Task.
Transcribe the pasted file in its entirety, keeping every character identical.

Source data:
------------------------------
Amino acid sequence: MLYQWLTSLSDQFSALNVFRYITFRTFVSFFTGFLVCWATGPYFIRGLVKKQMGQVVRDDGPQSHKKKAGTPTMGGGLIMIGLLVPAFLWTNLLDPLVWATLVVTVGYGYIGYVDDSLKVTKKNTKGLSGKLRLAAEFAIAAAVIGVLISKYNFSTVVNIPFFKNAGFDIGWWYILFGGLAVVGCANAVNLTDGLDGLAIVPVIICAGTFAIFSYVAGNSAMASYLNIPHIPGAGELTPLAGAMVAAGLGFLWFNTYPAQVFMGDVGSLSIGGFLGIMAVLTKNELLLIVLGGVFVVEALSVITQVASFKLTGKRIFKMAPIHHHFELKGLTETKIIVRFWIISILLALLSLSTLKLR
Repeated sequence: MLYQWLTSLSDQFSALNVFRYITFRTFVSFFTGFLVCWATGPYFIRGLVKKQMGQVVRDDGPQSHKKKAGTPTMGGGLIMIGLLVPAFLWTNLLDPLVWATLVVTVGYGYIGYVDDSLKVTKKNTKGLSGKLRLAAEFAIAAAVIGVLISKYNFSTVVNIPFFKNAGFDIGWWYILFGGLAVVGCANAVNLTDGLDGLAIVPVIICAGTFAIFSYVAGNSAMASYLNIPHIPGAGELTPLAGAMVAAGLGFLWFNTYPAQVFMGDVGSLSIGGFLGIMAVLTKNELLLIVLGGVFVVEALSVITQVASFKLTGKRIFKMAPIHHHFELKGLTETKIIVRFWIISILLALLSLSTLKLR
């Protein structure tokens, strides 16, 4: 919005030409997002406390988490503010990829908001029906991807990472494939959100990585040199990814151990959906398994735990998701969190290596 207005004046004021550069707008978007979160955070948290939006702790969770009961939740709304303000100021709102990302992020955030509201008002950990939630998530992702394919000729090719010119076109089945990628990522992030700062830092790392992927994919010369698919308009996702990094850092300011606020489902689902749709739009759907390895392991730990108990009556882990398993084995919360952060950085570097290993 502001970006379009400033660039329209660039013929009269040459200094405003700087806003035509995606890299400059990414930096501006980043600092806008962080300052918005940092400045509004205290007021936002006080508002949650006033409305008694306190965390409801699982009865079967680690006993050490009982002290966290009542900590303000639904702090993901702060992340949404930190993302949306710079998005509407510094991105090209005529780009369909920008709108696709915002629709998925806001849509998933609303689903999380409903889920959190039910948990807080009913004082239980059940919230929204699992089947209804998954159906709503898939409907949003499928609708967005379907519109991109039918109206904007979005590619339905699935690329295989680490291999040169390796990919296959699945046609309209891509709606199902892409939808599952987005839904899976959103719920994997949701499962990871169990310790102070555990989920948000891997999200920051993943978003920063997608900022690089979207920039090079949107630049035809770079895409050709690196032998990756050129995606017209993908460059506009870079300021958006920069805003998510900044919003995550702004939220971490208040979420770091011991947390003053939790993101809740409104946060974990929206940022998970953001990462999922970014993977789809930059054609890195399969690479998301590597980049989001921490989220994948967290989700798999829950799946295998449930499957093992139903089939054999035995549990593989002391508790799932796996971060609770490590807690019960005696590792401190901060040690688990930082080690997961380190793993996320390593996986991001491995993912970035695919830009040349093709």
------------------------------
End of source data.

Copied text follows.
Amino acid sequence: MLYQWLTSLSDQFSALNVFRYITFRTFVSFFTGFLVCWATGPYFIRGLVKKQMGQVVRDDGPQSHKKKAGTPTMGGGLIMIGLLVPAFLWTNLLDPLVWATLVVTVGYGYIGYVDDSLKVTKKNTKGLSGKLRLAAEFAIAAAVIGVLISKYNFSTVVNIPFFKNAGFDIGWWYILFGGLAVVGCANAVNLTDGLDGLAIVPVIICAGTFAIFSYVAGNSAMASYLNIPHIPGAGELTPLAGAMVAAGLGFLWFNTYPAQVFMGDVGSLSIGGFLGIMAVLTKNELLLIVLGGVFVVEALSVITQVASFKLTGKRIFKMAPIHHHFELKGLTETKIIVRFWIISILLALLSLSTLKLR
Repeated sequence: MLYQWLTSLSDQFSALNVFRYITFRTFVSFFTGFLVCWATGPYFIRGLVKKQMGQVVRDDGPQSHKKKAGTPTMGGGLIMIGLLVPAFLWTNLLDPLVWATLVVTVGYGYIGYVDDSLKVTKKNTKGLSGKLRLAAEFAIAAAVIGVLISKYNFSTVVNIPFFKNAGFDIGWWYILFGGLAVVGCANAVNLTDGLDGLAIVPVIICAGTFAIFSYVAGNSAMASYLNIPHIPGAGELTPLAGAMVAAGLGFLWFNTYPAQVFMGDVGSLSIGGFLGIMAVLTKNELLLIVLGGVFVVEALSVITQVASFKLTGKRIFKMAPIHHHFELKGLTETKIIVRFWIISILLALLSLSTLKLR
């Protein structure tokens, strides 16, 4: 919005030409997002406390988490503010990829908001029906991807990472494939959100990585040199990814151990959906398994735990998701969190290596 207005004046004021550069707008978007979160955070948290939006702790969770009961939740709304303000100021709102990302992020955030509201008002950990939630998530992702394919000729090719010119076109089945990628990522992030700062830092790392992927994919010369698919308009996702990094850092300011606020489902689902749709739009759907390895392991730990108990009556882990398993084995919360952060950085570097290993 502001970006379009400033660039329209660039013929009269040459200094405003700087806003035509995606890299400059990414930096501006980043600092806008962080300052918005940092400045509004205290007021936002006080508002949650006033409305008694306190965390409801699982009865079967680690006993050490009982002290966290009542900590303000639904702090993901702060992340949404930190993302949306710079998005509407510094991105090209005529780009369909920008709108696709915002629709998925806001849509998933609303689903999380409903889920959190039910948990807080009913004082239980059940919230929204699992089947209804998954159906709503898939409907949003499928609708967005379907519109991109039918109206904007979005590619339905699935690329295989680490291999040169390796990919296959699945046609309209891509709606199902892409939808599952987005839904899976959103719920994997949701499962990871169990310790102070555990989920948000891997999200920051993943978003920063997608900022690089979207920039090079949107630049035809770079895409050709690196032998990756050129995606017209993908460059506009870079300021958006920069805003998510900044919003995550702004939220971490208040979420770091011991947390003053939790993101809740409104946060974990929206940022998970953001990462999922970014993977789809930059054609890195399969690479998301590597980049989001921490989220994948967290989700798999829950799946295998449930499957093992139903089939054999035995549990593989002391508790799932796996971060609770490590807690019960005696590792401190901060040690688990930082080690997961380190793993996320390593996986991001491995993912970035695919830009040349093709």